To survive the impact of B2B e-commerce, IT managers will need skills, courage and charismaWhen IDC senior vice president John Gantz was casting around for a word or phrase to describe what the new digital marketplaces will do to IT departments, movie titles about asteroids threatening the Earth kept coming to mind.
Armageddon. Deep Impact. To Gantz, writing in US Computerworld recently, either seemed to sum it up well enough.
IDC believes the thousands of digital exchanges or digital marketplaces that started popping up last year - and which favour neither supplier nor buyer - will account for more than 50 per cent of B2B e-commerce by 2004. And the company says that will produce big headaches for IT, to say the least.
"Did you think implementing a commerce Web site was tough?" Gantz wrote. "Well, what happens when you have to serve up your whole inventory to dozens or hundreds of such exchanges? Or let people track their orders or settle payments? It will be like running the back-office settlements for a brokerage."
"Meanwhile, your colleagues in marketing, sales, production and finance will be going nuts trying to keep the company alive as business models change at the speed of light. Do you think you'll be immune?"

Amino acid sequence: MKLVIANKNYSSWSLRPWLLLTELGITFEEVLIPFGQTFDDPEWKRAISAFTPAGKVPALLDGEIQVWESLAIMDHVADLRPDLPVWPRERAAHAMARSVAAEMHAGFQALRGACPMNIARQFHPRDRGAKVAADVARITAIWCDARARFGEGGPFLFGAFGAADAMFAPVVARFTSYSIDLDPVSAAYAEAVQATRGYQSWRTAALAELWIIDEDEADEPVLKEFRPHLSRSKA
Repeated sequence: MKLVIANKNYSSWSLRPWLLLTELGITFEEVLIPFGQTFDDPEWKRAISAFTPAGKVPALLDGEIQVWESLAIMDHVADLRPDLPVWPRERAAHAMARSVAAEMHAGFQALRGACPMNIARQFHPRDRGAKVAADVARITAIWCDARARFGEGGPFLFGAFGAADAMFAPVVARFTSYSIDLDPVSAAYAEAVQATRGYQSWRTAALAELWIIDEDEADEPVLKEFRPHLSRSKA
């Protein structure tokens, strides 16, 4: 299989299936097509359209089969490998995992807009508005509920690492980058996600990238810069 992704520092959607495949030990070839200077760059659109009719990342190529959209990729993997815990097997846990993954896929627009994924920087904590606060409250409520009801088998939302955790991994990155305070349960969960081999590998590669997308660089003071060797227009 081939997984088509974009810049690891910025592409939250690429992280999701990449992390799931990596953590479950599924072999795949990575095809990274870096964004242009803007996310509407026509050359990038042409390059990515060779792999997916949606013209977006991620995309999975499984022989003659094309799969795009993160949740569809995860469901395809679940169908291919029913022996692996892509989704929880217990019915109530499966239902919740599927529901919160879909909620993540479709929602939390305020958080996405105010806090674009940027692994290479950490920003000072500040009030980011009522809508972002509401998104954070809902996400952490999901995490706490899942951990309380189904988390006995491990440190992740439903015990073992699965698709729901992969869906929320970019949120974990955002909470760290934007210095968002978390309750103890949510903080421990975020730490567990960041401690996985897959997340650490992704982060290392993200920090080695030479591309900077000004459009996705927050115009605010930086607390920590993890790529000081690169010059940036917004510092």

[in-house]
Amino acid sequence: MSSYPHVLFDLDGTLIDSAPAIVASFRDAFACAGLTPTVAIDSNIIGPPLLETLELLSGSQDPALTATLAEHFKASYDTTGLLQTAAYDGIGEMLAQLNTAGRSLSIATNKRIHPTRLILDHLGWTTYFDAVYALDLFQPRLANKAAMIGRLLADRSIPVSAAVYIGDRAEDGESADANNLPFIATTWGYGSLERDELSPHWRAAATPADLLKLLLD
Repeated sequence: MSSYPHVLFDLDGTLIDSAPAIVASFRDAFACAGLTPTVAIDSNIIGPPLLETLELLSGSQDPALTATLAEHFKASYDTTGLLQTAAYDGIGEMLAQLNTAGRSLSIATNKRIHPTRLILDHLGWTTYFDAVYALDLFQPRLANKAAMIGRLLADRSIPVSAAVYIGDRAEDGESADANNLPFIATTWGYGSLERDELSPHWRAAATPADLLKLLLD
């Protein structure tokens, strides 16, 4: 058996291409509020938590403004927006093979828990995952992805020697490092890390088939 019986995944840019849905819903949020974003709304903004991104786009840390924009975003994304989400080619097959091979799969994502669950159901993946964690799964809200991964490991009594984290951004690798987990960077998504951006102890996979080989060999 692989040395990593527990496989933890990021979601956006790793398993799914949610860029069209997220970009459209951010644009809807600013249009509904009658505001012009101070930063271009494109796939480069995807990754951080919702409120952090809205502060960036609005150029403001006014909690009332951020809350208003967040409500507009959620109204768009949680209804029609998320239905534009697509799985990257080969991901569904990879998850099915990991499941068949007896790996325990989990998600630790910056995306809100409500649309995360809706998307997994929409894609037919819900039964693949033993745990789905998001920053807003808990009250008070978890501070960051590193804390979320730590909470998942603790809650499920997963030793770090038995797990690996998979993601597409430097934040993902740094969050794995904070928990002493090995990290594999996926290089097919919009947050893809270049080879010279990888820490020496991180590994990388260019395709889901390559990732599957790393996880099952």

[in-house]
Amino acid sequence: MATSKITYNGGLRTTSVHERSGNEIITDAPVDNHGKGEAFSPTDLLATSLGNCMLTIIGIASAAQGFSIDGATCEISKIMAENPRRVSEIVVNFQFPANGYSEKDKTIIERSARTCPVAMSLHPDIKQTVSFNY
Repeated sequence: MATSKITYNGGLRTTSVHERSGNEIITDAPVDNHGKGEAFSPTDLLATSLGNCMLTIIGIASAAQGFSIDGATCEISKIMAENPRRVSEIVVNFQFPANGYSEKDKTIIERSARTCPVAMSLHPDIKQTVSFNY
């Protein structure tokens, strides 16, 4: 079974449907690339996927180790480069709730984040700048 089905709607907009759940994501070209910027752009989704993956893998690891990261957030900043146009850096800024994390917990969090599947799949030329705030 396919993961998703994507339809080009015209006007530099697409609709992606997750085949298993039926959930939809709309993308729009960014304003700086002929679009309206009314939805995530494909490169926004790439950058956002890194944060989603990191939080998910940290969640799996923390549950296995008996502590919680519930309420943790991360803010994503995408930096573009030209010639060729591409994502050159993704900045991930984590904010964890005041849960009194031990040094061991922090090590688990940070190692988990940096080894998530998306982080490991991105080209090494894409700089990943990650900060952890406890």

Gantz seems to have no doubt that earth-shattering change is imminent, although we're too close to the asteroid to predict what will really happen. To survive the impact Gantz reckons IT managers will need the skills, courage and charisma of Bruce Willis.
But what exactly is the threat, and where will it come from? It seems one of the least predictable aspects of all is the effect of moves into such digital marketplaces on those senior IT professionals. Will Australian IT executives play a central role in forging their organisation's trading exchange initiatives and general e-commerce strategies, or will they be ultimately marginalised as e-business chiefs move to the fore?
It's taken years for IT to win a place at the board table. Now some analysts believe IT may be about to lose its seat once again as CEOs, CFOs and business managers take over strategy considerations to do with B2B.
There certainly seems to be a new breed of managers evolving in some sectors of corporate life - the e-business managers.
Their role has already proved so central to the forging of digital marketplaces that Peter Watkins, e-commerce director for KPMG Consulting, doubts many of the exchanges existing today would have evolved had it been left to CIOs and IT managers.
"If you look at CorProcure and the mining and minerals exchanges for example, these are a direct result of work done by e-business managers like Don Carroll at BHP and Jon Wood at Coles Myer, and many others," Watkins says.